347th Rescue Wing


347th Rescue Wing
347th Rescue Wing - Emblem.png
Emblem of the 347th Rescue Wing
CountryUnited States
BranchUnited States Air Force
TypeSpecial Operations
347th Tactical Fighter Wing Emblem
General Dynamics F-111F 70-2394, 347th TFW, Mountain Home AFB, 16 September 1972. In 1986, this aircraft took part in the raid on Libya, Operation El Dorado Canyon. To AMARC as FV0271 8 April 1996. Still on AMARC inventory 15 January 2008
McDonnell Douglas F-4E-39-MC Phantom Serial 68-0447 of the 70th Tactical Fighter Squadron, 1984.
F-16Cs of the 347th Wing in formation.
Aircraft of the 347th Rescue Wing, about 2002. Shown are the HC-130P (top), T-6 Texan II (left), T-38C (right), and HH-60G (bottom).

The 347th Rescue Wing is an inactive United States Air Force unit. It was last assigned to the Air Force Special Operations Command, stationed at Moody Air Force Base, Georgia. It was inactivated on 1 October 2006.


For additional lineage and history, see 347th Rescue Group

Provided air defense of Japanese territory Aug 1948– Mar 1950. Reactivated in Jan 1968 at Yokota AB, performed air defense and reconnaissance missions over Japan and South Korea through early May 1971.

Reactivated in May 1971 at Mountain Home AFB, Idaho, replacing the 67 TFW which moved in July 1971 to Bergstrom Air Force Base, Texas. Equipped with F-111F Aardvarks, the 347th had a short stay at Mountain Home, conducting F-111F training until October 1972, when the 366 TFW moved from Vietnam to Mountain Home. Upon its arrival, the 366th absorbed all the personnel and equipment of the 347th.

Vietnam War

On 30 July 1973 the 347th Tactical Fighter Wing was reactivated at Takhli Royal Thai Air Force Base, Thailand replacing the 474th Tactical Fighter Wing which returned to the United States. The wing retained two squadrons of 24 each F-111As of the 474th, the 428th Tactical Fighter Squadron (TFS) and the 429th TFS, and for a brief two-week period the 347th flew combat operations into Cambodia until 15 August, when the last wartime mission of the Vietnam Era was flown into Cambodia for final mission of Constant Guard. After the cease-fire, the wing was maintained in a combat-ready status for possible contingency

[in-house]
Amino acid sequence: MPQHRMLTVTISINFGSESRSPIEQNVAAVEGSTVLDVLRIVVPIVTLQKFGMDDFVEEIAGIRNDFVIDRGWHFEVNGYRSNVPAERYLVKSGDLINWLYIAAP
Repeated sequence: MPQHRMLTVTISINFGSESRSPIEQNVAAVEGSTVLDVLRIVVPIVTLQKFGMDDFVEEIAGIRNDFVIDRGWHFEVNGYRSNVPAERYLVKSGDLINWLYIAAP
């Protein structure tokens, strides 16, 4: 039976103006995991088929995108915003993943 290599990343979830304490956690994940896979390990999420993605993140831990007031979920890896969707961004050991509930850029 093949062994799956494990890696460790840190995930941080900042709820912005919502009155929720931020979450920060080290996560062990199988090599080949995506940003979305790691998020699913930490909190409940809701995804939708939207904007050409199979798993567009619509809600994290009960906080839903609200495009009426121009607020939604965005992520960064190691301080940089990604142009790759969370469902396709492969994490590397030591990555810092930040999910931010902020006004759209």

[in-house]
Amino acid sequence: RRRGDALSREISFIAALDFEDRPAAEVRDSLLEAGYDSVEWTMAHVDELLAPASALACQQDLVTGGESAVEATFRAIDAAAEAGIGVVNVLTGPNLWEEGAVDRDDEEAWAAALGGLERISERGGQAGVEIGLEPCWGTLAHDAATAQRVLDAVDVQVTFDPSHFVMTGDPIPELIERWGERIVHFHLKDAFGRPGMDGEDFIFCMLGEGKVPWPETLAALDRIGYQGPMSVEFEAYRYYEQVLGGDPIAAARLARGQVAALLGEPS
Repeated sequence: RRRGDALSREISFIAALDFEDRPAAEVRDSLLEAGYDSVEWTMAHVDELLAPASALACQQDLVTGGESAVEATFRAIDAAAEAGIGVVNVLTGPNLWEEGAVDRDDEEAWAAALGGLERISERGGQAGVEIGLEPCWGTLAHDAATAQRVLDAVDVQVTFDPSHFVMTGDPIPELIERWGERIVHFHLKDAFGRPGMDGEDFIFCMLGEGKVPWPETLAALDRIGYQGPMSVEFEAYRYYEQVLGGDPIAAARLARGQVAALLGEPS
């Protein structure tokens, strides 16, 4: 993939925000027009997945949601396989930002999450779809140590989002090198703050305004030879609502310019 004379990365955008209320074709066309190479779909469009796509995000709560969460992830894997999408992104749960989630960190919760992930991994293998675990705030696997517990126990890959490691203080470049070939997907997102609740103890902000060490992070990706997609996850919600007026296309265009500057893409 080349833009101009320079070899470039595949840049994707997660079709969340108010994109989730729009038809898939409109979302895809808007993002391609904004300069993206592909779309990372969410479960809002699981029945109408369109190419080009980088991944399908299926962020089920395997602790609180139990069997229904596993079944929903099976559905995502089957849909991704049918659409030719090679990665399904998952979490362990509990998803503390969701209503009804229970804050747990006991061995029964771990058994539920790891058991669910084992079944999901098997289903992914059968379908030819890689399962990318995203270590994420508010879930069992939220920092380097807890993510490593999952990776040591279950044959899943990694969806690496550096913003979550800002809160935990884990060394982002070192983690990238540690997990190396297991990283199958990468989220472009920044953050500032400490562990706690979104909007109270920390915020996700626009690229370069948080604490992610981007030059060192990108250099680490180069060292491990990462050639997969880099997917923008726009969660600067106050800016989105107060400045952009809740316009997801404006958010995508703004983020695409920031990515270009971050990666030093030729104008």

After the end of combat missions in Indochina, the 347th moved to Korat RTAFB, Thailand in 1974 after the closure of Taklhi and remained in Southeast Asia through May 1975 to undertake strike missions in the event of further contingency operations. Participated in numerous exercises and firepower demonstrations, and, during Jan–May 1975, flew sea surveillance missions. Participated in the recovery of the American merchantman SS Mayaguez from the Khmer Rouge in May 1975.

Post Vietnam era

Replaced Det. 1, 363d Combat Support Group at Moody AFB and trained to become proficient in F-4E aircraft. Assumed responsibility for operating Moody AFB in Dec 1975. Thereafter, conducted frequent exercise deployments in the U.S. and overseas to maintain capabilities specializing in air-to-ground attack using precision-guided weapons. Transitioned to F-16A/B aircraft, 1988–1989, and oriented mission planning toward NATO requirements by conducting squadron-strength deployments to Europe.